Idiopathic disease is defined as a disease that does not have a known cause. You would be shocked to find out how many diseases are classified as idiopathic. I have never seen a figure put to it but I would guess the number to be at least 25% and possibly upwards of 50%. The point is we really don’t know much about disease. Yes, as modern science improves we are learning, but we still have a long way to go.
When I entered the chiropractic college at Parker University I was excited to learn all of the things I would need to know to become an amazing doctor, in fact I still aspire to this day to become one of the world’s greatest healers. My expectation was to have some incredible life-changing revelation, and I did! But it wasn’t the mind-shifting change that I thought it would be. Instead it was a confirmation of what I already suspected.
I came into school healthy, with a good idea of what defined it. I believed before my education that diet, sleep, exercise, and a fully functioning nervous system were the keys to health. Exiting school I have realized that I was right…with the addition of positive thinking to aid in optimal health. This has been a novel concept.
Working at the Research Institute at Parker University provided me with the opportunity to read a great volume of scientific literature, including case studies, meta-analysis, and randomized controlled trials. In reading study after study patterns began to emerge. Obesity is the most accurate predictor of most disease. Lifestyle habits like caloric intake (how much you eat) and exercise were the only viable predictor of survival rates after a serious disease formed, for example ovarian cancer.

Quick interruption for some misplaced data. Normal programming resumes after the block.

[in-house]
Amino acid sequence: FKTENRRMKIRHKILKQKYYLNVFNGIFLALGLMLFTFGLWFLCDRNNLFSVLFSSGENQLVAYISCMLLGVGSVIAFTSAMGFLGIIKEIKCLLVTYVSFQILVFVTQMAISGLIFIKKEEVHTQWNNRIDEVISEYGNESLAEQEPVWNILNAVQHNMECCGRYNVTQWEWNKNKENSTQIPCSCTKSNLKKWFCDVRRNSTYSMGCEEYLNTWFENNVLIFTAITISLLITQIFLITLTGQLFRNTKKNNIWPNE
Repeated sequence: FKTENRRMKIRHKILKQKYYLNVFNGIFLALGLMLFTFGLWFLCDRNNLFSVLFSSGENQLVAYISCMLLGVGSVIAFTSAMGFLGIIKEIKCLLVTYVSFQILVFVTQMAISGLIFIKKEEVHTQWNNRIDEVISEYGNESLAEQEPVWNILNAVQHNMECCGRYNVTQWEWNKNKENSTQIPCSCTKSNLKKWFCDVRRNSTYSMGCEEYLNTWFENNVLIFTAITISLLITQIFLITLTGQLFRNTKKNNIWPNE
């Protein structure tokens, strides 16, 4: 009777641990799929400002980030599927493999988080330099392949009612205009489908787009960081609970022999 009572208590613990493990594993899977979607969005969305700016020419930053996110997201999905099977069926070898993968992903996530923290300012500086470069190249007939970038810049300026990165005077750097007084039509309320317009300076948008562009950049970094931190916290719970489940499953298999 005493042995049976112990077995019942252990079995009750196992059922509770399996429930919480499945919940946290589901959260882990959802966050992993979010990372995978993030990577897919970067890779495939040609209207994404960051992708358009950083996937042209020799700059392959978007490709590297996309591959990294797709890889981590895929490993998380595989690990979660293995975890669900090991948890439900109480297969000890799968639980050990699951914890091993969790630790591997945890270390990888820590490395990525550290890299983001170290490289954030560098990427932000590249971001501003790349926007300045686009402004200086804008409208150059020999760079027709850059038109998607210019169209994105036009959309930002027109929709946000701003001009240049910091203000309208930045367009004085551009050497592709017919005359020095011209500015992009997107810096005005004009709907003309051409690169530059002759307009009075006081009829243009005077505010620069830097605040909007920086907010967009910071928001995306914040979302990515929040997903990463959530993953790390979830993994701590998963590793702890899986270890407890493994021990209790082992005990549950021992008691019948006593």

Although diseases like cancer and autoimmune conditions like rheumatoid arthritis are classified as idiopathic, in my mind the causes are clear. Lifestyle choices are the cause in most cases. There are exceptions, for example children who suffer from cancer. It is doubtful that this type of disease process could be attributed to a lifestyle choice. More than likely there is some sort of structural pathology that science has not yet been able to detect. But I digress. The classification of idiopathic disease, like genetics, has given people an excuse to separate themselves from personal responsibility.
I am not quite sure why modern medicine hesitates to attribute diseases to lifestyle choices. The ball is moving in that direction but ever so slowly. Epidemiological studies have proven how diet and other lifestyle factors contribute to disease. Historically their peers shun the doctors that speak out about this, perhaps that is the reason it is taking so long for the truth to emerge.
Lastly…what would it hurt to try to improve your health in the ways I have described? If you have an autoimmune condition, cancer, or any other idiopathic disease why not try to eat, sleep, move, and think well? Why not get your nervous system checked for subluxation? Why not improve all of the key areas of health? The worst thing that can happen is that you will become a health-nut, and that isn’t such a bad thing.

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